Falling one month before Passover, the Jewish holiday of Purim is little-understood. “Purim is the strangest and most upside down day on the Jewish calendar,” Rabbi Menachem Creditor, Scholar in Residence at the UJA-Federation of New York, told Inside Edition Digital. “It's a day that we dress up in costumes, we read a scroll called the Scroll of Esther about a story that supposedly happened in Persia with heroes and villains, and we eat strange food. It's a really fun day."I'll repeat what I wrote about Inside Edition's treatment of Hanukkah as my first comment.
After summarizing the history, Rabbi Creditor did a good job of explaining modern practices, especially in America. I'm glad Inside Edition, which is not the hardest news source, interviewed him for this video. He made it not only more credible, but informative and entertaining.Yes, Inside Edition returned to the same expert for Purim that they interviewed for Hanukkah. I'm not the only person who believes in recycling and reusing.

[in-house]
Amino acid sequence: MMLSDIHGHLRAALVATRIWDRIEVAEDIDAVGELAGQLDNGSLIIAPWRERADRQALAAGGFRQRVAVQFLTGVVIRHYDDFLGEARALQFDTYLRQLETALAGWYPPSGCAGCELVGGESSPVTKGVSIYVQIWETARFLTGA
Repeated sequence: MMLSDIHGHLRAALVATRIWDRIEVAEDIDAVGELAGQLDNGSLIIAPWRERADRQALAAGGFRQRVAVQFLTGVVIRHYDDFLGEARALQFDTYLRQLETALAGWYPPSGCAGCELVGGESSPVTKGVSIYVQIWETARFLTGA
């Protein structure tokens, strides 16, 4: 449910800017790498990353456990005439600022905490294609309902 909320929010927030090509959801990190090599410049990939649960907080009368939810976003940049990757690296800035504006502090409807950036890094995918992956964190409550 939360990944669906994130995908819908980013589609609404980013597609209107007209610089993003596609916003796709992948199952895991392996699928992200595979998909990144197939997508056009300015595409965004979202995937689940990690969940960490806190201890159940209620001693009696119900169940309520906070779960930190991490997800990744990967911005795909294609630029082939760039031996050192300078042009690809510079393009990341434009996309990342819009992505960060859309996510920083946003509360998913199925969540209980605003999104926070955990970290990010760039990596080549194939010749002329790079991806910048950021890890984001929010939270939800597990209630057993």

Second, I'm going to follow up on what I wrote last year: "Maybe I'll redo My three favorite Israeli actresses for Purim and write another post for my favorite Indian or Indian-American actresses as well on Holi. I have a year to think about it." I thought about it, but then saw the Inside Edition video and decided building the entry around the Inside Edition video would be easier. After all, this blog is a hobby and I have work to do.*
I close this post by recycling what I wrote in 2015, six years ago: "I don't celebrate Purim anywhere else but on this blog, but I'm all in favor of fun holidays and this one certainly qualifies. Happy Purim!"
*That doesn't mean I have given up on the idea for Holi, which falls on March 29 this year. I might still do it if Inside Edition doesn't make a video for the Hindu holiday this year. Who knows? It could happen.